3rd hour Vocab


posted Dec 14, 2011, 6:03 PM by Kristen Urban

Vocabulary Part 1

Pronunciations -    vac·u·ous·ly, adverb

vac·u·ous·ness, noun

non·vac·u·ous, adjective

non·vac·u·ous·ly, adverb

non·vac·u·ous·ness, noun

Online Dictionary – 1. without contents; empty  2. lacking in ideas or intelligence  3. expressing or characterized by a lack of ideas or intelligence; inane; stupid  4. purposeless; idle

Citation – “Vacuous”. Dictionary.com. Web. 27 Oct. 2011.

Websters Dictionary – 1. Empty  2. Having or showing the lack of intelligence

Citation – “Vacuous”. The Websters New Collegiate Dictionary. 1976. Print.

Etymology - 1640s, "empty," from L. vacuus "empty, void, free"


posted Dec 14, 2011, 11:53 AM by Kristen Urban

Merriam-Webster’s Collegiate Dictionary’s definition- Usurp (verb) - to take possession of without legal claim, to seize and hold as office, place, or power in possession by force or without right. To seize or exercise authority or possession wrongfully.

Dictionary.com’s definition- usurp (verb) 

1.To seize and hold (a position, office, power, etc.) by force or without legal right. 
Example: The pretender tried to usurp the throne.
2.To use without authority or right; employ wrongfully. 
Example: The magazine usurped copyrighted material.
3. To commit forcible or illegal seizure of an office, power.
Pronunciation- [yoo-surp, -zurp]
Related forms-
u·surp·er, noun
u·surp·ing·ly, adverb
non·u·surp·ing, adjective
non·u·surp·ing·ly, adverb
self-u·surp, verb (used without object)
Etymology- early 14c., from O.Fr. usurper, from L. usurpare "make use of, seize for use," in L.L. "to assume unlawfully," from usus "a use" (see use) + rapere "to seize.”


posted Dec 14, 2011, 11:50 AM by Kristen Urban


Definition and pronounciation:
en·er·vate (

tr.v. en·er·vat·ed, en·er·vat·ing, en·er·vates
1. To weaken or destroy the strength or vitality of: "the luxury which enervates and destroys nations" (Henry David Thoreau).
2. Medicine To remove a nerve or part of a nerve.

Related forms:
adj. (
Deprived of strength; debilitated.

ex- + nervus, sinew; see (s)ne
"Enervate - Definition of Enervate by the Free Online Dictionary, Thesaurus and Encyclopedia." Dictionary, Encyclopedia and Thesaurus - The Free Dictionary. Web. 30 Nov. 2011.


Definition and related forms:

1. v. to deprive of nerve, force, or strength; destroy the vigor of; weaken.
Synynu1m: enfeeble, exaust.

2. adj. (enervated). without vigor, force, or strength: languid
c.1600, from L. enervatus, pp. of enervare "to weaken"

Urdang, Laurence, ed.
The Random House College Dictionary. Print.


posted Dec 14, 2011, 11:36 AM by Kristen Urban

Online Definition of ABSTEMIOUS: marked by restraint especially in the consumption of food or alcohol; also : reflecting such restraint <an abstemious diet>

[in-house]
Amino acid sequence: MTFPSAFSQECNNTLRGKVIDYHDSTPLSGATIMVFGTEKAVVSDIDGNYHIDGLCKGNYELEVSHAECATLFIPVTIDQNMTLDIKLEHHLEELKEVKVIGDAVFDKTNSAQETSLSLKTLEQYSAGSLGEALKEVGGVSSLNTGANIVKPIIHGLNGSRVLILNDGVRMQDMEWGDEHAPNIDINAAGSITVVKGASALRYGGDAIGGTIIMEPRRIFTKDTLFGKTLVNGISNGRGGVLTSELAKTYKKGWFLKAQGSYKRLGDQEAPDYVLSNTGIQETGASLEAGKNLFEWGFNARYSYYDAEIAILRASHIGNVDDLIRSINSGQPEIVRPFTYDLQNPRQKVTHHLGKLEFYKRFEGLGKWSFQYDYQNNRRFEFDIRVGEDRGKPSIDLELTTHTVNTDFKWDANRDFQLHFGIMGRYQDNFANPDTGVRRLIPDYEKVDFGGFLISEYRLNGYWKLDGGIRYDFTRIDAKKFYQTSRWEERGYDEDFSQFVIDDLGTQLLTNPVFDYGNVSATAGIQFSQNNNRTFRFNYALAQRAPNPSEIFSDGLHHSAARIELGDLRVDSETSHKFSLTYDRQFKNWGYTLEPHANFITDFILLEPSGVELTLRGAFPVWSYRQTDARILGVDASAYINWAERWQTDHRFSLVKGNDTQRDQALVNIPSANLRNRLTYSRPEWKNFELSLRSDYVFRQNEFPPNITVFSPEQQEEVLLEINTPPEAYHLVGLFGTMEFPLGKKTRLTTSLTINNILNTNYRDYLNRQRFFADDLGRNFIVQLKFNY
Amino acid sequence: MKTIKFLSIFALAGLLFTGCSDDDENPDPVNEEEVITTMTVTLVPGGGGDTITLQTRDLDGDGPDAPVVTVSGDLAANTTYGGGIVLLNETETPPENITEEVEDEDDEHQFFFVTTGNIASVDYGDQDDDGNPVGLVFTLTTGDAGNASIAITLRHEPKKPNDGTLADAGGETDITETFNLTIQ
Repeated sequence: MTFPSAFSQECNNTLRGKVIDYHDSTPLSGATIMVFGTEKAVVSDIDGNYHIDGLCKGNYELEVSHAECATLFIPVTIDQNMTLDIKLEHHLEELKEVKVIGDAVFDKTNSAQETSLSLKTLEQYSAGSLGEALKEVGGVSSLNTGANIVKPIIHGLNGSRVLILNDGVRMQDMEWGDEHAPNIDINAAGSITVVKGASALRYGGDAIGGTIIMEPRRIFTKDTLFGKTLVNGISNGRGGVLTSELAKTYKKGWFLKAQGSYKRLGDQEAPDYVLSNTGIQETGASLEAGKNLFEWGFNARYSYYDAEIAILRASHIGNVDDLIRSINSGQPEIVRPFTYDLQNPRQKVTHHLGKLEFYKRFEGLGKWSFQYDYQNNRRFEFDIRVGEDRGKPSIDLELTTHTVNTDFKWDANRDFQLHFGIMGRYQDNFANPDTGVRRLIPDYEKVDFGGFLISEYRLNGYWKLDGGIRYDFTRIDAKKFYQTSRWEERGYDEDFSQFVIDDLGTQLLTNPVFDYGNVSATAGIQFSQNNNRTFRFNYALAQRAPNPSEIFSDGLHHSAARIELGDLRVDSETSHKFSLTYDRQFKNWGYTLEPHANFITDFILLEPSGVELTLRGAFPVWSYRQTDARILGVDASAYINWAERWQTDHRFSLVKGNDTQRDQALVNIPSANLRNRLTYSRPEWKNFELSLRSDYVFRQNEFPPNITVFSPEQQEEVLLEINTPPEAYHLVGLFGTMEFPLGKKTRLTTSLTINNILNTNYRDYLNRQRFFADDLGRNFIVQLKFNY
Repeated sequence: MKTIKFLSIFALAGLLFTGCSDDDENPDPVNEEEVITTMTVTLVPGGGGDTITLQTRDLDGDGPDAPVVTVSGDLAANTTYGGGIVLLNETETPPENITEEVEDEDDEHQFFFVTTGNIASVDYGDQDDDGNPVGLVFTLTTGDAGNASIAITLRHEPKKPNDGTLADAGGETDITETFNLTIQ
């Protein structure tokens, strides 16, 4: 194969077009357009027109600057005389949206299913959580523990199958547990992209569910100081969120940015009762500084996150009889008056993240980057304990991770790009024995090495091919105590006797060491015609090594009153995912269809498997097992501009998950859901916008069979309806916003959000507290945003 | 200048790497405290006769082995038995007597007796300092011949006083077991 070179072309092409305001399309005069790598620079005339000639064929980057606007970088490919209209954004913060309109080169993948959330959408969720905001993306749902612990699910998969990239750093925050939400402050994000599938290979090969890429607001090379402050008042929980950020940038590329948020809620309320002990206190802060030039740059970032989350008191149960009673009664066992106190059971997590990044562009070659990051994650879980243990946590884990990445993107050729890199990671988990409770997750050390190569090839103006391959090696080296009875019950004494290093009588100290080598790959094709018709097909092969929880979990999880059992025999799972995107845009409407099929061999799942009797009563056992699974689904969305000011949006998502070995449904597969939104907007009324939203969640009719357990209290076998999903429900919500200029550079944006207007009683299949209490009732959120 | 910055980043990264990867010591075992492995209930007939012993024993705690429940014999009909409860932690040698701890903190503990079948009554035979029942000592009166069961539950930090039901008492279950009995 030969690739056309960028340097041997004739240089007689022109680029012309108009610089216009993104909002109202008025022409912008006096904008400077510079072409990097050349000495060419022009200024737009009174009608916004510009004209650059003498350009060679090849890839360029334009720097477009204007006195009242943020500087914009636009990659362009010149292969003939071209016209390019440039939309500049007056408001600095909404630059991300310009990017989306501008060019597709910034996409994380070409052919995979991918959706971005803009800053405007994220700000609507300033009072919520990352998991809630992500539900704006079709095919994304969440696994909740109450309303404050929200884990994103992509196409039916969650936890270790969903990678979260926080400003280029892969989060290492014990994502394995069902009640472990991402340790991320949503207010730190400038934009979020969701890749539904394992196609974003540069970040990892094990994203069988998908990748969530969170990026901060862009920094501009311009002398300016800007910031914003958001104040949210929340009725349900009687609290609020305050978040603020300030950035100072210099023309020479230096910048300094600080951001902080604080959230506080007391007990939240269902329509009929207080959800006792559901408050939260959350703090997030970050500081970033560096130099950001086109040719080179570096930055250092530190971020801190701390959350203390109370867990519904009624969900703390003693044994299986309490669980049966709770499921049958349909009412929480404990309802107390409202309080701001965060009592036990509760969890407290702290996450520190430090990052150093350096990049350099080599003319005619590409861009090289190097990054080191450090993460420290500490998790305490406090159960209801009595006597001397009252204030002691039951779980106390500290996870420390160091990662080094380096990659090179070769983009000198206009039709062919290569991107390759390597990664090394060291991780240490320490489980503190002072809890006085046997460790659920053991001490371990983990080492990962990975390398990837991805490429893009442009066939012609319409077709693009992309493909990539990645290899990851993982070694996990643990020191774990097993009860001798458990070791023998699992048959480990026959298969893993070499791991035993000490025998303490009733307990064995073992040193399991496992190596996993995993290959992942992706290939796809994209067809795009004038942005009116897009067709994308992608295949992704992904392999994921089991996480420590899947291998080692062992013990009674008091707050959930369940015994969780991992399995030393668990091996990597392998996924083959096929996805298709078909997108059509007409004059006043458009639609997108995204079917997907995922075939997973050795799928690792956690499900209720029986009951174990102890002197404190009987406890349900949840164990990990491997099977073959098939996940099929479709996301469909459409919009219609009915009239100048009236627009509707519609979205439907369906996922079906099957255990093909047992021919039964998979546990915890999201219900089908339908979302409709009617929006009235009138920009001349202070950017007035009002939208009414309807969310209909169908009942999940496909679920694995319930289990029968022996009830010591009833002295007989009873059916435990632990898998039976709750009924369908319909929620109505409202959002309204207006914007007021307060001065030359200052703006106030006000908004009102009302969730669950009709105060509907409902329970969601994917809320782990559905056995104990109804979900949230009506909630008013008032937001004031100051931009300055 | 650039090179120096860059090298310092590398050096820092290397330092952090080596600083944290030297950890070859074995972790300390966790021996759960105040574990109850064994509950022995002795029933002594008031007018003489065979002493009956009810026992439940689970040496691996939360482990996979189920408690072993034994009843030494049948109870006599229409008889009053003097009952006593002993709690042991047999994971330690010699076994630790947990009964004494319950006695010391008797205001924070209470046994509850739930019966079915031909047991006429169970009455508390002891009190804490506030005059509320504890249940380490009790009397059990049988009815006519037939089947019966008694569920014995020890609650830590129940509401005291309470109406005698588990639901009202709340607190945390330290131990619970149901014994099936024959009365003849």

Book Definition: Abstemious: 1: sparing especially in eating or drinking 2: sparingly used or indulged in (diet)



Related forms

ab·ste·mi·ous·ly, adverb

ab·ste·mi·ous·ness, noun

non·ab·ste·mi·ous, adjective

non·ab·ste·mi·ous·ly, adverb

non·ab·ste·mi·ous·ness, noun




Etymology: c.1600, from L. abstemius "sober, temperate," from ab(s)- "from" (see ab-) + stem of temetum "strong drink," related to temulentus "drunken." Technically, of liquor, but extended in Latin to temperance in living generally. Related: Abstemiously; abstemiousness.



Online Definition of GAUCHE

1a : lacking social experience or grace; also : not tactful : crude <it would be gauche to mention the subject> b : crudely made or done <a gauche turn of phrase>

2: not planar <gauche conformation of molecules>


Book Definition: Gauche: 1: lacking social experience or grqace, CRUDE 2: not planar (conformation of molecules)



Related Forms

gauche·ly adverb

gauche·ness noun

sometimes gauch·er sometimes gauch·est





Etymology: "awkward, tactless," 1751 (Chesterfield), from Fr. gauche "left" (15c., replacing O.Fr. senestre in that sense), originally "awkward, awry," from M.Fr. gauchir "turn aside, swerve," from O.Fr. gaucher "trample, reel, walk clumsily," from Frankish *welkan "to full," from P.Gmc. *wankjan (cf. O.H.G. wankon, O.N. vakka "to stagger, totter;" see wink).


posted Dec 14, 2011, 7:20 AM by Kristen Urban

Belie (verb)
Online Definition – verb (used with object), -lied, -ly·ing.
            1. To show to be false; contradict: His trembling hands belied his calm voice.
            2. To misrepresent: The newspaper belied the facts.
            3. To act unworthily according to the standards of 
Print Definition-
1.         a : to give a false impression of